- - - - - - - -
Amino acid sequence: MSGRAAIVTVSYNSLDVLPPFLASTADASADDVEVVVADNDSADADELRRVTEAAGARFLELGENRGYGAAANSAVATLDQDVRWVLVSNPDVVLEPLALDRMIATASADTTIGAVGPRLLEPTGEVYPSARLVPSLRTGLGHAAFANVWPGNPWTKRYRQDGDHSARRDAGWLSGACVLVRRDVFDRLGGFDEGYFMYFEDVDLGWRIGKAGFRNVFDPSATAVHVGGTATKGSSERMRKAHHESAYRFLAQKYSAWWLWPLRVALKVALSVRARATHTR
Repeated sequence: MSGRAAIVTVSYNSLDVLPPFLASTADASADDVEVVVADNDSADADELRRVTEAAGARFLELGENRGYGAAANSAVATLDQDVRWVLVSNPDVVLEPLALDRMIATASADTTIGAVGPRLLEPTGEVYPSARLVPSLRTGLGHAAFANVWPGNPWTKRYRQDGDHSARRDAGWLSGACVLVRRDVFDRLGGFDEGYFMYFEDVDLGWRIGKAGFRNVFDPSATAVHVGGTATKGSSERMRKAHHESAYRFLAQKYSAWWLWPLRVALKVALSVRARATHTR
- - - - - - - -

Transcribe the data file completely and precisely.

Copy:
Amino acid sequence: MSGRAAIVTVSYNSLDVLPPFLASTADASADDVEVVVADNDSADADELRRVTEAAGARFLELGENRGYGAAANSAVATLDQDVRWVLVSNPDVVLEPLALDRMIATASADTTIGAVGPRLLEPTGEVYPSARLVPSLRTGLGHAAFANVWPGNPWTKRYRQDGDHSARRDAGWLSGACVLVRRDVFDRLGGFDEGYFMYFEDVDLGWRIGKAGFRNVFDPSATAVHVGGTATKGSSERMRKAHHESAYRFLAQKYSAWWLWPLRVALKVALSVRARATHTR
Repeated sequence: MSGRAAIVTVSYNSLDVLPPFLASTADASADDVEVVVADNDSADADELRRVTEAAGARFLELGENRGYGAAANSAVATLDQDVRWVLVSNPDVVLEPLALDRMIATASADTTIGAVGPRLLEPTGEVYPSARLVPSLRTGLGHAAFANVWPGNPWTKRYRQDGDHSARRDAGWLSGACVLVRRDVFDRLGGFDEGYFMYFEDVDLGWRIGKAGFRNVFDPSATAVHVGGTATKGSSERMRKAHHESAYRFLAQKYSAWWLWPLRVALKVALSVRARATHTR